It’s time to discover the thrill of growing fresh organic veggies, herbs, fruits and berries in your own garden. Like generations before us, we are again discovering the joys and benefits of growing our own fresh and healthy edibles. There is no better way to ensure that your family’s food is safe from toxic chemicals often used in commercial growing.
Why Grow Organic?Quality food is the basis of good health. You are what you eat. Food supplies us with nutrients, vitamins and minerals to build strong bodies and brains, and other important stuff like enzymes, antioxidants, essential fatty acids and fiber, which preserve our health. Freshly picked organically grown fruits, vegetables, herbs and nuts contain lots of these, and nothing compares with the flavor of homegrown!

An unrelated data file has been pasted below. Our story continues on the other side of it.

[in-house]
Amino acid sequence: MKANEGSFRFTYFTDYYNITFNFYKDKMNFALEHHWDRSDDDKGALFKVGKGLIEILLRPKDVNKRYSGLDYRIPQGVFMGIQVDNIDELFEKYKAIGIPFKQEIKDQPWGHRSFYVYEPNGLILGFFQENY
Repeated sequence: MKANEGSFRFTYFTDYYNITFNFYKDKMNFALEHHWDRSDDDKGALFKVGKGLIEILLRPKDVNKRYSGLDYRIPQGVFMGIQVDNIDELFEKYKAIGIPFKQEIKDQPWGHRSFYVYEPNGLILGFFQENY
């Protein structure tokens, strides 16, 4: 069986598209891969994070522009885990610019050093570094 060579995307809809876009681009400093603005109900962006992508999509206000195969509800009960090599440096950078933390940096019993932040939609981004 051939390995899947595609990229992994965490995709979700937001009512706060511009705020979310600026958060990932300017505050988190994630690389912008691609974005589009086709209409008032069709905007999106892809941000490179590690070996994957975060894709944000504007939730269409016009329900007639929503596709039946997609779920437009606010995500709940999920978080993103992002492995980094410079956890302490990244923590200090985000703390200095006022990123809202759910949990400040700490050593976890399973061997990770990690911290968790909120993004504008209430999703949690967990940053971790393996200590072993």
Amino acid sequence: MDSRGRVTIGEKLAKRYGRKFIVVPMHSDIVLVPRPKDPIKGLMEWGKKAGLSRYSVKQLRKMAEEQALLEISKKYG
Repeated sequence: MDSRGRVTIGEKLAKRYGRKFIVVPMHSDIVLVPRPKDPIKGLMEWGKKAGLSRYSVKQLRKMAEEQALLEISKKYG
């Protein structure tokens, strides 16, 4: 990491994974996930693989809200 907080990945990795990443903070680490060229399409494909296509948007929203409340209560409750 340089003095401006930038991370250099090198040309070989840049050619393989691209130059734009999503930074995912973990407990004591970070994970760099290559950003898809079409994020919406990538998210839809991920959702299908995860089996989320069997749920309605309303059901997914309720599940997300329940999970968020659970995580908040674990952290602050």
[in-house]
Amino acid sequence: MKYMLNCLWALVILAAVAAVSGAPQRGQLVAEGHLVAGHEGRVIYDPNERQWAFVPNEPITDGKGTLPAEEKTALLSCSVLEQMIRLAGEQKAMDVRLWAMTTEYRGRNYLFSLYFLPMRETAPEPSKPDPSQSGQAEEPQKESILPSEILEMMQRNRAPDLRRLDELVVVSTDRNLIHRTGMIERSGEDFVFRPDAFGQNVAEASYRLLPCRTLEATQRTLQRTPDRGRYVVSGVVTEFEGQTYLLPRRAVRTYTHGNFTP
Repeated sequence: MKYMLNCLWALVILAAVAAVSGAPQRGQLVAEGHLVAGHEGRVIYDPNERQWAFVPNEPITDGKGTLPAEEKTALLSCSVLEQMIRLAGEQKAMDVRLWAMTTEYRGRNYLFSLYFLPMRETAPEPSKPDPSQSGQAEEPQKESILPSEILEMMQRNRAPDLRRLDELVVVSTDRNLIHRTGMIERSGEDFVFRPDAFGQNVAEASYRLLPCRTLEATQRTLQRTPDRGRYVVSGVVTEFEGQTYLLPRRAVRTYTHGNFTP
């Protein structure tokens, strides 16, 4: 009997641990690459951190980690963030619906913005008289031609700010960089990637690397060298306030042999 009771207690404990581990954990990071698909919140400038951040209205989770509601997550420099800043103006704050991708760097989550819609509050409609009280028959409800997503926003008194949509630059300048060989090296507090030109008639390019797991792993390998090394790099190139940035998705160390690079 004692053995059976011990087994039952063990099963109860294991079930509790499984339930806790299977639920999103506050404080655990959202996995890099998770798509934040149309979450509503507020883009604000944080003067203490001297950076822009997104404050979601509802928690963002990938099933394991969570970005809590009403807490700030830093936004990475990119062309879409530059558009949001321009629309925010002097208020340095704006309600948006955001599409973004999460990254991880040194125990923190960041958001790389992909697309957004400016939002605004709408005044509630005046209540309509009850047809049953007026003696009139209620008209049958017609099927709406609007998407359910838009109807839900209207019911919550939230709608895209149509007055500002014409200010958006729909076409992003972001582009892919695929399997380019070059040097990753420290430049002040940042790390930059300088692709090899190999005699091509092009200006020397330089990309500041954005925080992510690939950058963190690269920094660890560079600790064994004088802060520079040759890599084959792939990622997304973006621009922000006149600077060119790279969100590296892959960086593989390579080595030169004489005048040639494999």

What is Organic Gardening?Organic gardeners know that health starts in a compost rich and crumbly soil with a thriving ecosystem. A handful of rich soil sustains more living organisms than the human population on earth. This soil life is made up of microscopic beneficial fungi, bacteria, algae and insects which have assigned duties which sustain life on earth, be it plant, animal or human life. Chemicals which damage the environment, pollute, kill soil life, or cause toxicity in food, soil and water sources are strictly forbidden.
The organic gardener uses the following growing methods to preserve ideal conditions for soil quality and life to flourish:
Mulch is used for moisture retention, to regulate temperatures, preserve fertile topsoil and suppress weeds.
Compost is used to enrich and build soil structure, store water and feed the soil life.
Fertilizers from natural sources only are used for healthy nutrition of plants and people.
Natural pest and disease control and growing strong plants are the organic gardener’s preference to using poisons, which kill the good with the bad. The Organic Gardener uses products that disrupt the pests’ life cycles, feeding habits, repels or creates discomfort.
Water regularly with good quality water as per the crop’s requirement, season and climate